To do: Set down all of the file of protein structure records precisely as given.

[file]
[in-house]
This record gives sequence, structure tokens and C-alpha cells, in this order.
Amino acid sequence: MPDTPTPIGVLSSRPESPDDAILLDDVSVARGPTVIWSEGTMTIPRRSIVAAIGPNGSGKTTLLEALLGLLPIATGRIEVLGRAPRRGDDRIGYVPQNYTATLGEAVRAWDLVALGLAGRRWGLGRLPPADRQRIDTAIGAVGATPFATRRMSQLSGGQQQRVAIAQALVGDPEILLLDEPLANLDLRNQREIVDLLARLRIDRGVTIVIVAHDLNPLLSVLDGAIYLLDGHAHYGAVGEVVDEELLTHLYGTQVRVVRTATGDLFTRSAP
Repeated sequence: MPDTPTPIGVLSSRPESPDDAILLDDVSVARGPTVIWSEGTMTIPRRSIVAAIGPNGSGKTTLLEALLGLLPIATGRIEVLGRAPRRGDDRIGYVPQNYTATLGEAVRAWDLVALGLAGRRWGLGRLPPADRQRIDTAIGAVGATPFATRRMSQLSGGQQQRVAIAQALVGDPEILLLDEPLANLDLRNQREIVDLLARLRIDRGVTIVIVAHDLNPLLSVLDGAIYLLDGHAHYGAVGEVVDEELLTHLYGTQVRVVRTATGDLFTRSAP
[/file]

[in-house]
This record gives sequence, structure tokens and C-alpha cells, in this order.
Amino acid sequence: MPDTPTPIGVLSSRPESPDDAILLDDVSVARGPTVIWSEGTMTIPRRSIVAAIGPNGSGKTTLLEALLGLLPIATGRIEVLGRAPRRGDDRIGYVPQNYTATLGEAVRAWDLVALGLAGRRWGLGRLPPADRQRIDTAIGAVGATPFATRRMSQLSGGQQQRVAIAQALVGDPEILLLDEPLANLDLRNQREIVDLLARLRIDRGVTIVIVAHDLNPLLSVLDGAIYLLDGHAHYGAVGEVVDEELLTHLYGTQVRVVRTATGDLFTRSAP
Repeated sequence: MPDTPTPIGVLSSRPESPDDAILLDDVSVARGPTVIWSEGTMTIPRRSIVAAIGPNGSGKTTLLEALLGLLPIATGRIEVLGRAPRRGDDRIGYVPQNYTATLGEAVRAWDLVALGLAGRRWGLGRLPPADRQRIDTAIGAVGATPFATRRMSQLSGGQQQRVAIAQALVGDPEILLLDEPLANLDLRNQREIVDLLARLRIDRGVTIVIVAHDLNPLLSVLDGAIYLLDGHAHYGAVGEVVDEELLTHLYGTQVRVVRTATGDLFTRSAP